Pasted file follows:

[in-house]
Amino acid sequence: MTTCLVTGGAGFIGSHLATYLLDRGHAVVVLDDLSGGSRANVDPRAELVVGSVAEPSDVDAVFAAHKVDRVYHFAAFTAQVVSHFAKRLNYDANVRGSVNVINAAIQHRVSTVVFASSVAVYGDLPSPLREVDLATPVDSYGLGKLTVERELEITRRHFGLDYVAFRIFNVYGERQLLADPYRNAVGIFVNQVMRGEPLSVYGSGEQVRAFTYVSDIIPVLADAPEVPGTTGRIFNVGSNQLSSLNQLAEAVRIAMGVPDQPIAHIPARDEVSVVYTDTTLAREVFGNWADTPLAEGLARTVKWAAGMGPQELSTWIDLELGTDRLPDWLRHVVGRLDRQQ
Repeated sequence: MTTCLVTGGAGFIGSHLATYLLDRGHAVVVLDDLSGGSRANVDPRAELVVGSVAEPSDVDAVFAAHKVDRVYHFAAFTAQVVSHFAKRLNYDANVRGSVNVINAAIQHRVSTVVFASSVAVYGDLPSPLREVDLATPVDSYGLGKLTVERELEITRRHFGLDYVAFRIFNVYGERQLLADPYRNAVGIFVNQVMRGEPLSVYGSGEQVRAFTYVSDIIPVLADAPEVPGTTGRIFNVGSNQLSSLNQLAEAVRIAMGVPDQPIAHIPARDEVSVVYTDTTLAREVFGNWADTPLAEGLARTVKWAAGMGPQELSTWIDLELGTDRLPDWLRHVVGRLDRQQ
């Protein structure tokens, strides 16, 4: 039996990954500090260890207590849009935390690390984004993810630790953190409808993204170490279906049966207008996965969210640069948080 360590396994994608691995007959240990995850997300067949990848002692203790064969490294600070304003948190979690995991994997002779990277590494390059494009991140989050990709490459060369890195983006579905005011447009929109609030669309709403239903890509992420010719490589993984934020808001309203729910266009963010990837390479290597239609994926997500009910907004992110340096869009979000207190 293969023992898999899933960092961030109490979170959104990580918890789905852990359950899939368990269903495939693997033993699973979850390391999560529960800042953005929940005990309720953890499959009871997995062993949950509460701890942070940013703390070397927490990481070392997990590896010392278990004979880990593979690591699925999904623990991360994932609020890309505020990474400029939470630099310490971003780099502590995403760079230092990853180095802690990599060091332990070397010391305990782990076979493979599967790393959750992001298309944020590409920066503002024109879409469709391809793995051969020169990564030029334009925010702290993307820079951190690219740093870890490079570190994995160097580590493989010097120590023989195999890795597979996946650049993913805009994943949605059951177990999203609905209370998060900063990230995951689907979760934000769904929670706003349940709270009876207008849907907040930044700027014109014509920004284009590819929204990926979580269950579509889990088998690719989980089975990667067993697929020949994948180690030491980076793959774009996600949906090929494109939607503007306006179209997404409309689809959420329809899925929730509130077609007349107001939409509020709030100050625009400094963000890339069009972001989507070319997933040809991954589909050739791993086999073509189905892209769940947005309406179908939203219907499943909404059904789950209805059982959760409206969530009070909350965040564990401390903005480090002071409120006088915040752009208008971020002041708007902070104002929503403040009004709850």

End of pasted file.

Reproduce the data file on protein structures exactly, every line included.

[in-house]
Amino acid sequence: MTTCLVTGGAGFIGSHLATYLLDRGHAVVVLDDLSGGSRANVDPRAELVVGSVAEPSDVDAVFAAHKVDRVYHFAAFTAQVVSHFAKRLNYDANVRGSVNVINAAIQHRVSTVVFASSVAVYGDLPSPLREVDLATPVDSYGLGKLTVERELEITRRHFGLDYVAFRIFNVYGERQLLADPYRNAVGIFVNQVMRGEPLSVYGSGEQVRAFTYVSDIIPVLADAPEVPGTTGRIFNVGSNQLSSLNQLAEAVRIAMGVPDQPIAHIPARDEVSVVYTDTTLAREVFGNWADTPLAEGLARTVKWAAGMGPQELSTWIDLELGTDRLPDWLRHVVGRLDRQQ
Repeated sequence: MTTCLVTGGAGFIGSHLATYLLDRGHAVVVLDDLSGGSRANVDPRAELVVGSVAEPSDVDAVFAAHKVDRVYHFAAFTAQVVSHFAKRLNYDANVRGSVNVINAAIQHRVSTVVFASSVAVYGDLPSPLREVDLATPVDSYGLGKLTVERELEITRRHFGLDYVAFRIFNVYGERQLLADPYRNAVGIFVNQVMRGEPLSVYGSGEQVRAFTYVSDIIPVLADAPEVPGTTGRIFNVGSNQLSSLNQLAEAVRIAMGVPDQPIAHIPARDEVSVVYTDTTLAREVFGNWADTPLAEGLARTVKWAAGMGPQELSTWIDLELGTDRLPDWLRHVVGRLDRQQ
């Protein structure tokens, strides 16, 4: 039996990954500090260890207590849009935390690390984004993810630790953190409808993204170490279906049966207008996965969210640069948080 360590396994994608691995007959240990995850997300067949990848002692203790064969490294600070304003948190979690995991994997002779990277590494390059494009991140989050990709490459060369890195983006579905005011447009929109609030669309709403239903890509992420010719490589993984934020808001309203729910266009963010990837390479290597239609994926997500009910907004992110340096869009979000207190 293969023992898999899933960092961030109490979170959104990580918890789905852990359950899939368990269903495939693997033993699973979850390391999560529960800042953005929940005990309720953890499959009871997995062993949950509460701890942070940013703390070397927490990481070392997990590896010392278990004979880990593979690591699925999904623990991360994932609020890309505020990474400029939470630099310490971003780099502590995403760079230092990853180095802690990599060091332990070397010391305990782990076979493979599967790393959750992001298309944020590409920066503002024109879409469709391809793995051969020169990564030029334009925010702290993307820079951190690219740093870890490079570190994995160097580590493989010097120590023989195999890795597979996946650049993913805009994943949605059951177990999203609905209370998060900063990230995951689907979760934000769904929670706003349940709270009876207008849907907040930044700027014109014509920004284009590819929204990926979580269950579509889990088998690719989980089975990667067993697929020949994948180690030491980076793959774009996600949906090929494109939607503007306006179209997404409309689809959420329809899925929730509130077609007349107001939409509020709030100050625009400094963000890339069009972001989507070319997933040809991954589909050739791993086999073509189905892209769940947005309406179908939203219907499943909404059904789950209805059982959760409206969530009070909350965040564990401390903005480090002071409120006088915040752009208008971020002041708007902070104002929503403040009004709850």